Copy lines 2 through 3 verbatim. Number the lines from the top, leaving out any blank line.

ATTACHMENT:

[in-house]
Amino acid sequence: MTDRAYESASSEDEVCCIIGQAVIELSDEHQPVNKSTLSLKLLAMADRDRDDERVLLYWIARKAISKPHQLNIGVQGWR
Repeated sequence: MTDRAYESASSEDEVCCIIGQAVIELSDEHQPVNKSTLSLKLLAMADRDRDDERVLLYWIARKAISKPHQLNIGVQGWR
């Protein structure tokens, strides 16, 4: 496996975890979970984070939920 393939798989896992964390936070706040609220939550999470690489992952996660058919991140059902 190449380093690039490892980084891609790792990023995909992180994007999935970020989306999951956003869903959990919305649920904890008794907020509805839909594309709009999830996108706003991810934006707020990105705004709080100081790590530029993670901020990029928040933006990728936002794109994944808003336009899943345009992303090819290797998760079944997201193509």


Amino acid sequence: MTDRAYESASSEDEVCCIIGQAVIELSDEHQPVNKSTLSLKLLAMADRDRDDERVLLYWIARKAISKPHQLNIGVQGWR
Repeated sequence: MTDRAYESASSEDEVCCIIGQAVIELSDEHQPVNKSTLSLKLLAMADRDRDDERVLLYWIARKAISKPHQLNIGVQGWR